Freedom of Information in Africa
UNESCO’s 2008-2013 Medium-Term Strategy (34 C/4), designated Africa, along with Gender Equality, as its two global priorities. In line with the above, the Organization’s Communication and Information Sector promotes freedom of information (FOI) in the region, recognizing it as being instrumental to the achievement of other rights.
UNESCO seeks to contribute to an enabling environment for FOI by supporting processes leading to the drafting and enactment of FOI laws through the provision of technical assistance and the facilitation of dialogue between different sectors. The Organization also helps build institutional and human capacity for the adequate implementation of such legal instruments, all while fostering their active use by supporting awareness-raising efforts targeted to the general public and specific social groups. Even in countries where a FOI law is not yet in effect, UNESCO also supports actions seeking to make public information available, in pursuance of its mission to build inclusive knowledge societies through information and communication.
Freedom of information (FOI) is upheld as an integral part of the right of freedom of expression in the African Charter of Human and Peoples’ Rights, the Declaration of Principles on Freedom of Expression in Africa, and guaranteed in the constitutions of seventeen African countries. However, FOI is yet not fully realized in the region. Only nine African countries have passed national FOI laws (Angola, Ethiopia, Guinea, Liberia,Niger,Nigeria, South Africa, Uganda and Zimbabwe), contrasting with other regions where the increasing adoption of these laws has characterized the past decade, while draft FOI laws in other African states are at different stages in the process towards their adoption. The implementation of FOI legislation in Africa has also faced important challenges.
The above shortcomings, however, should not be interpreted as a lack of efforts toward the establishment of FOI principles in Africa, where advocacy actions to advance FOI both at the country and regional level have intensified in the past years, and where a number of Member States have shown increasing commitment to adopt FOI legislation. An important development was a regional plan of action to advance freedom of information in Africa agreed upon by the representatives of different sectors brought together in Accra on February 2010, under the main auspice of the Carter Center; Furthermore, the Special Rapporteur on Freedom of Expression and Access to Information of the African Commission on Human and People’s Rights is promoting the drafting a model FOI law tailored to the region.
In September 2011, the African Platform on Access to Information was adopted at the Pan African Conference on Access to Information, organized by the Windhoek+20 Working Group. UNESCO was among the supporters of the event.
Find out about other UNESCO initiatives on FOI in Africa in the related news section. You may also read more about the cases of South Africa and Uganda in Toby Mendel’s "Freedom of Information: a Comparative Legal Survey", published by UNESCO.
Advancing African Women’s Rights through enhanced Freedom of Information
The full realization of freedom of information’s potential to advance African women’s empowerment is curtailed by the region’s relative lag amid the worldwide trend toward the enactment of FOI laws. In this context, an in line with Priority Africa and Priority Gender Equality of its 2008-2013 Medium-Term Strategy, UNESCO is promoting the engagement of African women organizations in processes leading to the drafting, adoption and effective implementation of Freedom of Information legislation and related policies. The project is being implemented in partnership with the African Women’s Development and Communication Network (FEMNET).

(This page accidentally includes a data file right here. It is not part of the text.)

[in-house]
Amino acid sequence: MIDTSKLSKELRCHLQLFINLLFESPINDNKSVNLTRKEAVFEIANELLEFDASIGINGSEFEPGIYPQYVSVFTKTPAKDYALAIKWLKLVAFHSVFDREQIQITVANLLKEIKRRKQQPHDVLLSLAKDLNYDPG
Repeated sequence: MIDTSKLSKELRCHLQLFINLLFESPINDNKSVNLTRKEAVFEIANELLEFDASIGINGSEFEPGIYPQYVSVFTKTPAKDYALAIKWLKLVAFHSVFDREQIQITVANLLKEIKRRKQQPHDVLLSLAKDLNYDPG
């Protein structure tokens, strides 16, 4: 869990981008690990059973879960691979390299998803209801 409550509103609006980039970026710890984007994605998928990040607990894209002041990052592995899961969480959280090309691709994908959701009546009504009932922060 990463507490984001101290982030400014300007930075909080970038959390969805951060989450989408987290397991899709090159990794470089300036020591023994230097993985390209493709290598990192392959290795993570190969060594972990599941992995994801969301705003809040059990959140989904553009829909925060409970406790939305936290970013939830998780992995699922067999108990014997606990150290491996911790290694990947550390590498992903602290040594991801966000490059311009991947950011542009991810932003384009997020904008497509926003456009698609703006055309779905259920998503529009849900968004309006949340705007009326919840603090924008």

Women and girls represent three fifths of the world’s poorest people. They are also among those who most suffer from economic crises, corruption and lack of information vital to their well-being. Many examples illustrate the positive impact that access to crucial pieces of information that are often held by governments can have upon their lives, for instance in relation to education, maternal health, HIV/AIDS, land rights, food security, agricultural methods, access to social programmes, loan opportunities and income-generating activities, among others. Enhanced information access can also contribute to guaranteeing women’s rights by helping expose cases of their violation, and by raising awareness (among women and the general population) both of such rights and how to seek assistance to ensure their protection. Access to state-held information also allows for public scrutiny of governments’ fulfillment of their commitments to advance women’s entitlements and address gender disparities, and can reinforce the work of organizations advocating women’s rights.
The ongoing initiative implemented by UNESCO and FEMNET seeks to advance the fulfillment of African women’s right to information by contributing to the enactment of laws formulated in a gender-inclusive manner and by promoting their active use by CSOs working to further women’s rights as well as by women and girls themselves.
The first stage of the ongoing project consisted in the publication of the resource book Freedom of Information (FOI) and Human Rights in Africa. A Collection of Case Studies from Cameroon, Ghana, Kenya, South Africa and Zambia, produced by FEMNET with UNESCO’s support. The publication, available in English and in French, has been launched internationally through an expert roundtable discussion held in Paris on 16 March 2010, as part of UNESCO’s celebrations of International Women’s Day. It has disseminated among women organizations, media houses, human rights organizations involved in FOI campaigns, journalism and communications students and research centres.Back to top